Babylon Definition : Babylon From a Rastafarian perspective, Babylon is the historically white-European colonial and imperialist power structure which has oppressed Blacks and other people of color.
Imagine a cricket ball being hurled at you at serious pace, not to get you out and the only intention is to intimidate and hurt.This with no helmets and protective gear. The very thought of facing Andy Roberts, Michael Holding,Joel Garner, Colin Croft and Malcolm Marshall is enough to send shivers down the spine and if it was under these circumstances it’s going to cause not only fear but severe pain too. Added to that when it is a case of just black and white it’s even more scary. There was no gray here. Just black and white.
When the players have had enough of these fast men and are licking their wounds, there is Sir Viv Richards, Gordon Greenidge, Desmond Haynes and Clive Lloyd who send you running to all parts of the ground with their blistering stroke play. In the film, Greenidge would say” We could not take it out on a fellow human being, but we could do that on the 5.5 ounce cherry”, That was the intensity and that is the story behind Fire in Babylon with some theatrics added. The emergence and triumph of a team that was battered,bruised,humiliated on and off the field before dominating a sport like no other for 15 consecutive years.
The story starts with the 1975 Australia-West Indies Test series in Australia, The crowd was baying for blood and the shouts of “Lillee !! Kill” were on the rise. Remember all this in a politically and racially charged era where apartheid was very much in existence and the Caribbean islands had just got independence from their colonial masters.This team was being portrayed as the collective representatives of blacks all over the world. The Aussie duo of Jeff Thomson and Dennis Lille inflict some serious pain and body blows to the West Indians and beat them 5-1 in the Tests. This loss coupled with the humiliation and abuse from the Australian crowd fiercely motivates this group of men and they vow never to be meted out this treatment again. Clive Lloyd, portrayed as a supreme leader of men finds four fast bowlers to match the fire and deadly effectiveness of Lillee and Thomson and dishes it back at every team that comes their way for the next 15 years. The hunted had indeed turned the hunter, rather a dangerous predator.
The documentary is filled with comments from the players themselves who were very much part of the action, the journalists of that era, a few groundsmen and calypso artists and rastafarians from the Caribbean which adds to the drama and the theater. After the 1975 Australian tour the Indians bear the brunt of the rejuvenated side and literally wave the white flag and surrender at Sabina Park. The 1976 series in England sets the tone for the rest of the film, with Tony Greig making his ill-timed “Make them Grovel” comment and from then on all we see is stumps cart wheeling in all directions, players getting hit right,left and center and the West Indian fast bowlers literally putting the fear of life and death once the batsman takes his guard out in the middle.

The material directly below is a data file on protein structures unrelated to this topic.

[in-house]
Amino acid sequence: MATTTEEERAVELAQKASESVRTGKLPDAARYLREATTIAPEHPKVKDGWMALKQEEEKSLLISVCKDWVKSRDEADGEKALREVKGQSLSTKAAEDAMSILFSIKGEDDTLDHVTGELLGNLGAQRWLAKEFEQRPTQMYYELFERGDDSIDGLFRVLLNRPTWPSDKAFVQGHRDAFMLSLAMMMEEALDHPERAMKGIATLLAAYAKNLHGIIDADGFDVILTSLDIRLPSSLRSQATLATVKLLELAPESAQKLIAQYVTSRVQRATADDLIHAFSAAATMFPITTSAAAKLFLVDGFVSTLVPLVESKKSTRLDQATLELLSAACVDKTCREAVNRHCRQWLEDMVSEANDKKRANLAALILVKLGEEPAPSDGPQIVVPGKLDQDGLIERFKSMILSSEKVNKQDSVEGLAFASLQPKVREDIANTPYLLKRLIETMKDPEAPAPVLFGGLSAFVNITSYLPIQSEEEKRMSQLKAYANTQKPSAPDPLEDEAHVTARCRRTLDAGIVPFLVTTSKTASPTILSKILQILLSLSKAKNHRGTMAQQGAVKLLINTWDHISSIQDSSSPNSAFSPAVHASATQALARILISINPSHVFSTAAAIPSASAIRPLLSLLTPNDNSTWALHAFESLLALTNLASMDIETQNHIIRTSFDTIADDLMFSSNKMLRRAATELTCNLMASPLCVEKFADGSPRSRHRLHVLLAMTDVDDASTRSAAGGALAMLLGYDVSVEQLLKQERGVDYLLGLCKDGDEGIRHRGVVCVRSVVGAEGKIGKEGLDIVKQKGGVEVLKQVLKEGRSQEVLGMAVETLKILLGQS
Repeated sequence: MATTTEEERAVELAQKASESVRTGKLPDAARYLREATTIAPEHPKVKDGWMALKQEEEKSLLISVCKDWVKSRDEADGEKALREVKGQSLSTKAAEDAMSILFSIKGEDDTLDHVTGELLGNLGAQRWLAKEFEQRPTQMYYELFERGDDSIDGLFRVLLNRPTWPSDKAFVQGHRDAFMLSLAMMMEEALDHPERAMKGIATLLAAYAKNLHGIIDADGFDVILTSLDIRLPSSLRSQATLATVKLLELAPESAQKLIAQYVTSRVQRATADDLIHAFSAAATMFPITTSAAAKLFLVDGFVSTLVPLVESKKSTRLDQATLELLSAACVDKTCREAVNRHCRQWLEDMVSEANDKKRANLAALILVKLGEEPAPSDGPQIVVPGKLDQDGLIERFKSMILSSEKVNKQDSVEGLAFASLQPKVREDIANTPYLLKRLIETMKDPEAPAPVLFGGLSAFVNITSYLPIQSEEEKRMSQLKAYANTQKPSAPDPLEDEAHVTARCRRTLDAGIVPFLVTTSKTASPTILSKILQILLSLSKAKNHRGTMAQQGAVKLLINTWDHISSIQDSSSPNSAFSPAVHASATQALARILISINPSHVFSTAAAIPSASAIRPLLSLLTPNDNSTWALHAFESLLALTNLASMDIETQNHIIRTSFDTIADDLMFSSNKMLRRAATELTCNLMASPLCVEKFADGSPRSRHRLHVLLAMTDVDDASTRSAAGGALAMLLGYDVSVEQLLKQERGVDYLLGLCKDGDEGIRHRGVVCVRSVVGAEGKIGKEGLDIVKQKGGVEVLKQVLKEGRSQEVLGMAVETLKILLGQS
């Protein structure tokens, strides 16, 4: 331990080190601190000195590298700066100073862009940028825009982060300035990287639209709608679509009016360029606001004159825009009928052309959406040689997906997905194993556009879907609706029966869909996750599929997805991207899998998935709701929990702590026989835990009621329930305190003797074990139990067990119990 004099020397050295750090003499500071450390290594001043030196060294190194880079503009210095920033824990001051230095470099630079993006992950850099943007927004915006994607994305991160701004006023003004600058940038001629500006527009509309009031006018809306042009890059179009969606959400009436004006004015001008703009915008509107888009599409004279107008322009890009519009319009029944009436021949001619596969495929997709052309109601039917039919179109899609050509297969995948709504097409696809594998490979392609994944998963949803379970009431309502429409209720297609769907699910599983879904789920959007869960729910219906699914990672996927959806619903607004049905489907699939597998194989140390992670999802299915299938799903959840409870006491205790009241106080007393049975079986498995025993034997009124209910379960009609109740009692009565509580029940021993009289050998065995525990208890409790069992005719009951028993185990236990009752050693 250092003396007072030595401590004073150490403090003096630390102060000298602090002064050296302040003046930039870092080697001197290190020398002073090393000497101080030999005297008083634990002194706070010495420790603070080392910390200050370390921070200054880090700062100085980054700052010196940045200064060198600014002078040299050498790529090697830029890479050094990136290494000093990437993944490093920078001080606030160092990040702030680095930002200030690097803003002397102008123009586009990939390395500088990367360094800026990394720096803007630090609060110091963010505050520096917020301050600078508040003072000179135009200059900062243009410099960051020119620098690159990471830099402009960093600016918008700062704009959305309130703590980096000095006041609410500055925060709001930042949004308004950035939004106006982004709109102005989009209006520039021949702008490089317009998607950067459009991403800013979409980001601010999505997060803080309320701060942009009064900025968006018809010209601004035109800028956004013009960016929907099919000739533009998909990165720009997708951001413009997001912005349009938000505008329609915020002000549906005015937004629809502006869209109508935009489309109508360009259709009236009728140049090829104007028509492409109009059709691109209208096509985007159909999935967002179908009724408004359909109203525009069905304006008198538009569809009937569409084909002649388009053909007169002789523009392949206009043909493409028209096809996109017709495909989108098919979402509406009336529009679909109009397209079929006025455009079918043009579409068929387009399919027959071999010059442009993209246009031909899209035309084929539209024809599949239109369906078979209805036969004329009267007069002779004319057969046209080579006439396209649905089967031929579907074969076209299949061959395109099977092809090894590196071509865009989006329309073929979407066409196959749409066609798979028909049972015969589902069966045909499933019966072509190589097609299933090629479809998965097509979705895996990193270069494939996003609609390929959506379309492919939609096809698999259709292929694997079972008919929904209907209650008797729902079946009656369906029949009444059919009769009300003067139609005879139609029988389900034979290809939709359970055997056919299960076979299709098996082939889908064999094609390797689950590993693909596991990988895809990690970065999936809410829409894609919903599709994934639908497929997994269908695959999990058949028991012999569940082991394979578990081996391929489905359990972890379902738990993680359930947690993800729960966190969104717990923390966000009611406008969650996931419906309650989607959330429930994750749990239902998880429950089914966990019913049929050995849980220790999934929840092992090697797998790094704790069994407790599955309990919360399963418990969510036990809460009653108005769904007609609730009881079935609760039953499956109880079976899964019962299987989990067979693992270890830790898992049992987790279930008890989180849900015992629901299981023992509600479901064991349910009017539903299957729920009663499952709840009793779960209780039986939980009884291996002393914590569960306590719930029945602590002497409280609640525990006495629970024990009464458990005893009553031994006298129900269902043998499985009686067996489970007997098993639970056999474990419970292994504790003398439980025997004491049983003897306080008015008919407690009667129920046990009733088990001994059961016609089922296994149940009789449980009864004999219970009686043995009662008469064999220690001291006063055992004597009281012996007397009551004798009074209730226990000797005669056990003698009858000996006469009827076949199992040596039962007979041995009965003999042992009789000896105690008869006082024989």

The two most fascinating commentators in the film are Sir Viv and Holding, You can see the spark still alive in their eyes for they both were the youngsters who carried that team with their batting and bowling respectively. Not only did they want to entertain, they wanted to beat the opposition to submission and beat they did with some audacious batting and pace like fire.
The film then dwells on two touchy subjects of that day the Kerry Packer series and the “rebel” tour of a “Black West Indian” team to apartheid South Africa. Both were money making exercises, one was supported by the people, The Packer series opened the eyes of the WICB to pay their cricketers more and the public support of the players in the packer series turns in to disgust when a set of “rebel players” embark on the tour to South Africa.
They are ostracized in their home land and are left to face with severe repercussions. That particular segment was intriguing to say the least, The rebels were not villains, they did show that the black man could compete with the White South Africans. They were individuals who wanted some money to ensure their future although that had some telling socio-political consequences in the Caribbean and though they were forgotten they were never forgiven. West Indies
finally accomplish what they set out to do after the 1975 series. Beat the Aussies in Australia, with the help of the four horsemen of the apocalypse(Colin Croft, Andy Roberts, Michael Holding and Joel Garner) as they were called in those days. That indeed is a chilling metaphor.
The film brings a breath of fresh air amongst other things and is also a truly inspiring spectacle about a great legacy and a source of pride and inspiration for not only West Indians, but people all around the world who appreciated supremely gifted and athletic cricketers. The film ends with the emergence of a team under Richards and Marshall who “Black Wash” The English during the 1984 tour. I would have loved to see more footage of the team under Viv Richards though. I think this should be mandatory viewing for the current West Indies players and administrators, just to understand the struggle their past teams went through, With their current team resembling not even a shadow of their legendary predecessors, this is something they need to look up to to draw some much needed inspiration and what West Indies cricket was all about. Of course trying to emulate the “Pace like Fiyah” will be a futile exercise for modern cricket has changed so much. Nevertheless Fire in Babylon is certainly a must watch for anyone, Because it’s not only about cricket but about human emotions and spirit.